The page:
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February 03, 1989 - Image 56

Resource type:
Text
Publication:
The Detroit Jewish News, 1989-02-03

Disclaimer: Computer generated plain text may have errors. Read more about this.

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56

JN

FRIDAY, FEBRUARY 3, 1989

J

say, 'Sure, I remember. I used
to run home from
kindergarten to watch.' They
used to love that . . . aged
them rapidly."
His first on-air experience
at WXYZ was signing on the
station one morning. Pinter
says his finger shok a little bit
as he "opened" the
microphone and began to
read his script, but after 15
seconds, "it was comfortable.
It's been that way ever since.
Sort of like second nature
now."

Broadcasting isn't as
glamorous as people on the
outside might think, says
Pinter. He spent 14 years
working nights and
weekends. "I used to put
people to sleep with the
`Saturday Night Movie? "
Pinter says he knows he's
lucky to have kept a stable
job, at a prominent station,
in a top market, in an in-
dustry known to be a giant
revolving door. Pinter has
been a witness to the cons-
tant changes — stations
covnverting from film to
video, cutting back person-
nel, streamlining operations
and shifting from live to
automation.
One of the net results has
been the almost total
elimination of live staff
booth announcers — the
"almost" being Pinter.
Everything, with the excep-
tion of the early newscast in-
tros and select programm-
ing is pre-recorded at Chan-
nel 7.
"Now, it's like, I'm the on-
ly one left;' he says. "And I
hate to tell the people that
there's nobody there . . . that
little voice that says, 'one
moment please' is no longer
sitting there, live."
Pinter, who saw some of
those changes coming, opted
to expand his horizons. He
also does industrial and
commercial voice-overs, and
works as a travel agent.
"I started that in 1984;'
says Pinter, "after AFTRA
(the American Federationof
TV and Radio Artists) was
decertified (at WXYZ). I
knew they (WXYZ) would
automate. I knew I had to
change careers. So, I went to
travel school."
WXYZ kept Pinter on
staff, even after the station
was sold in 1985, but he
knows his position could be
eliminated at any time.
Pinter's other professional
sideline is free-lance voice
work. He landed a plum

In addition to announcing, Pinter also does commercials and is a travel
agent.

position in 1987 as one of
the voices for Jeep-Eagle
dealers nationwide. "I enjoy
using my voice to sell the
product," he says. "You take
what the writers have done
and use it. It's not as easy as
it looks."
In fact, Pinter prefers
voice-over to on-camera
work. "I've had the oppor-
tunity to work on camera. I
like working voice-over .. .
the anonymity of it. If I'm on
camera, for a week or two,
people will stare. I guess my
ego doesn't need the
gratification of seeing my
kisser on camera."

"I really wanted to
be a lawyer. (But)
broadcasting kind
of gets into your
blood. It's hard to
get out."

Besides, says Pinter, for
the time involved, voice
work is more lucrative, since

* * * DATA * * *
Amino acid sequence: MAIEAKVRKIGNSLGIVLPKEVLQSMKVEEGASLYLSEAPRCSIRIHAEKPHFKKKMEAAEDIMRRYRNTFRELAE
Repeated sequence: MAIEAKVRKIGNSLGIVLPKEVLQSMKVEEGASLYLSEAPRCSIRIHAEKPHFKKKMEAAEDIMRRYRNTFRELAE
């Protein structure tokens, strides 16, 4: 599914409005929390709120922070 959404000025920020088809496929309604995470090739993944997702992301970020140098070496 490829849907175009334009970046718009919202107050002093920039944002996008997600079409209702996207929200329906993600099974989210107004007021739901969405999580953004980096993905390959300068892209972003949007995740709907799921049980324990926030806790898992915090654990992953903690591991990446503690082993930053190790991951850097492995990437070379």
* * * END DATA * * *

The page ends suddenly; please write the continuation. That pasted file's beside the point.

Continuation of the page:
he can make more money re-
cording voice tracks than
spending all day on a shoot.
That's important right now,
because his wife, Tina is
staying home with their two
boys: Tony, age 6 and Simon,
13 months.
Pinter's three jobs keep
him running, so any time off
he has, he likes to spend
with his family.
At one time, Pinter had
considered being a lawyer,
and attended the Universi-
ty of Detroit Law School
after graduating from MSU.
It was a bad fit. He recalls
the dean told him he ought
to be doing something other
than practicing law. "I lov-
ed the law," says Pinter. "I
hated law school."

Pinter says he sometimes
feels he was destined to be
a broadcaster.
As a child growing up in
Detroit, Pinter says he was
"the kind of kid who used to
sit in front of the TV set,
because I am from the era
when television didn't start
until noon, sometimes. I us-
ed to watch the test pattern
in the morning till they put
the music on. I loved tape
recorders and talking, but
. . . it never really crossed
my mind that I would be do-
ing this for a living. And
even in college, I never
dreamed I'd be working in
Detroit, at a place like
'XYZ, with the history that
it's had."
Looking-back, Pinter says
he's had a wealth of ex-
periences, meeting
celebrities and working
with what he calls some of
the best broadcasters in the
business — Bill Bonds, John
Kelly and Marilyn Turner.
And then there were the
not-so-famous behind the
scenes who made the work
special. "I used to work with
people who had 25-30 years
TV experience — guys who
worked on 'The Lone
Ranger' . . . worked on 'The
Green Hornet' and in the
old days of radio. The stories
they used to tell were
wonderful. I learned a lot."
In spite of the changes and
the fewer opportunities for
new talent to "break in" to
the business, Pinter still
feels broadcasting is a good
business in which to work,
one that has been good to
him. "You know," says
Pinter, "I really wanted to
be a lawyer. (But) broad-
casting kind of gets into
your blood. It's hard to get
out."



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